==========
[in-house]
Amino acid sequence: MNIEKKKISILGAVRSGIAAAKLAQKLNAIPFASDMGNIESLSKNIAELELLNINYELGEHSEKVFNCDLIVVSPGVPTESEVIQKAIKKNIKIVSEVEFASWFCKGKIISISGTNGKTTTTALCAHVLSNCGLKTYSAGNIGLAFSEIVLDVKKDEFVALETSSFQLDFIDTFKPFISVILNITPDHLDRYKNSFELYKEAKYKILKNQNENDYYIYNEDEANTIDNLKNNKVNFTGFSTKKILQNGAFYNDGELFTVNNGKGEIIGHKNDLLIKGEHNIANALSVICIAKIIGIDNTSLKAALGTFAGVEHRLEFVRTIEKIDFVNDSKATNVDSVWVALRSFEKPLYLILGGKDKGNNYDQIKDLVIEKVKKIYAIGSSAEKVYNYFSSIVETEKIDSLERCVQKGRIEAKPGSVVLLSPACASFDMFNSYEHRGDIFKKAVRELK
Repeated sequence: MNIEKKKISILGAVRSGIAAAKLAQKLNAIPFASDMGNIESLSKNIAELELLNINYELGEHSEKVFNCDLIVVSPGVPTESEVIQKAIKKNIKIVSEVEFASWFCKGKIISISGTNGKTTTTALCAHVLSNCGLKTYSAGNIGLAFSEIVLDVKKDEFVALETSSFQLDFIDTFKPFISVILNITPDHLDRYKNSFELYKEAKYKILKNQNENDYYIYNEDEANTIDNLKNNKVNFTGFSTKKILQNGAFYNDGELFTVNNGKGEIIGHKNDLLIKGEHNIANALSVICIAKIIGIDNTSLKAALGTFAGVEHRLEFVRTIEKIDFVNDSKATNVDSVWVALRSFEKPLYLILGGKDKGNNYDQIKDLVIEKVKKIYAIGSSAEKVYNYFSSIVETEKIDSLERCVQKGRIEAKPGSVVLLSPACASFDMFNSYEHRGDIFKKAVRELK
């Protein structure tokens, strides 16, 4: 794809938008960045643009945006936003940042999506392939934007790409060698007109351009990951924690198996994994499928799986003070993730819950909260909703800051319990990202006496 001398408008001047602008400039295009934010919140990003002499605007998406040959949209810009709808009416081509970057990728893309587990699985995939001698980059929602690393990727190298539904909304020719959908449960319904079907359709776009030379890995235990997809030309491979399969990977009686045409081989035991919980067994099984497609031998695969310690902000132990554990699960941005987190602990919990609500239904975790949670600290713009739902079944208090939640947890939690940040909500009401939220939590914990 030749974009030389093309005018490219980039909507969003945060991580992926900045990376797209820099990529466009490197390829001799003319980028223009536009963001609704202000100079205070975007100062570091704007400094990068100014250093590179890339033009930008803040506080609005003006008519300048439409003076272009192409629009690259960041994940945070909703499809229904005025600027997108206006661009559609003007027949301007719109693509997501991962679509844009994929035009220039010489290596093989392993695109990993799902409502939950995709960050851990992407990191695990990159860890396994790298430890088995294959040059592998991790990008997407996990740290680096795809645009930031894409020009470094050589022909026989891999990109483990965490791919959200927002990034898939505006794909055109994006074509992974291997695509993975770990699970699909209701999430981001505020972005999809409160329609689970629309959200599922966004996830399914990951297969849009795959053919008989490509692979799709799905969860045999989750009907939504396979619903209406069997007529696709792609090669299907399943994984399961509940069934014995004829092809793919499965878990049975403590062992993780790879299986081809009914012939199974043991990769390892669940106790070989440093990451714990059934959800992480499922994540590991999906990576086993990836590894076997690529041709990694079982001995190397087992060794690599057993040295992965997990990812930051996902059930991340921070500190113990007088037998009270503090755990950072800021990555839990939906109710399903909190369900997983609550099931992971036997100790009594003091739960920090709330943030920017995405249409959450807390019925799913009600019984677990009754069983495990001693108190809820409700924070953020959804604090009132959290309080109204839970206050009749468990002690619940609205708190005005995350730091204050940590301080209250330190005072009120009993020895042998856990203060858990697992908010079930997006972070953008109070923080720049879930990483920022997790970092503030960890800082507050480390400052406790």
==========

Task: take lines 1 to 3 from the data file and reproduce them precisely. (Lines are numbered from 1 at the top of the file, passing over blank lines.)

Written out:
[in-house]
Amino acid sequence: MNIEKKKISILGAVRSGIAAAKLAQKLNAIPFASDMGNIESLSKNIAELELLNINYELGEHSEKVFNCDLIVVSPGVPTESEVIQKAIKKNIKIVSEVEFASWFCKGKIISISGTNGKTTTTALCAHVLSNCGLKTYSAGNIGLAFSEIVLDVKKDEFVALETSSFQLDFIDTFKPFISVILNITPDHLDRYKNSFELYKEAKYKILKNQNENDYYIYNEDEANTIDNLKNNKVNFTGFSTKKILQNGAFYNDGELFTVNNGKGEIIGHKNDLLIKGEHNIANALSVICIAKIIGIDNTSLKAALGTFAGVEHRLEFVRTIEKIDFVNDSKATNVDSVWVALRSFEKPLYLILGGKDKGNNYDQIKDLVIEKVKKIYAIGSSAEKVYNYFSSIVETEKIDSLERCVQKGRIEAKPGSVVLLSPACASFDMFNSYEHRGDIFKKAVRELK
Repeated sequence: MNIEKKKISILGAVRSGIAAAKLAQKLNAIPFASDMGNIESLSKNIAELELLNINYELGEHSEKVFNCDLIVVSPGVPTESEVIQKAIKKNIKIVSEVEFASWFCKGKIISISGTNGKTTTTALCAHVLSNCGLKTYSAGNIGLAFSEIVLDVKKDEFVALETSSFQLDFIDTFKPFISVILNITPDHLDRYKNSFELYKEAKYKILKNQNENDYYIYNEDEANTIDNLKNNKVNFTGFSTKKILQNGAFYNDGELFTVNNGKGEIIGHKNDLLIKGEHNIANALSVICIAKIIGIDNTSLKAALGTFAGVEHRLEFVRTIEKIDFVNDSKATNVDSVWVALRSFEKPLYLILGGKDKGNNYDQIKDLVIEKVKKIYAIGSSAEKVYNYFSSIVETEKIDSLERCVQKGRIEAKPGSVVLLSPACASFDMFNSYEHRGDIFKKAVRELK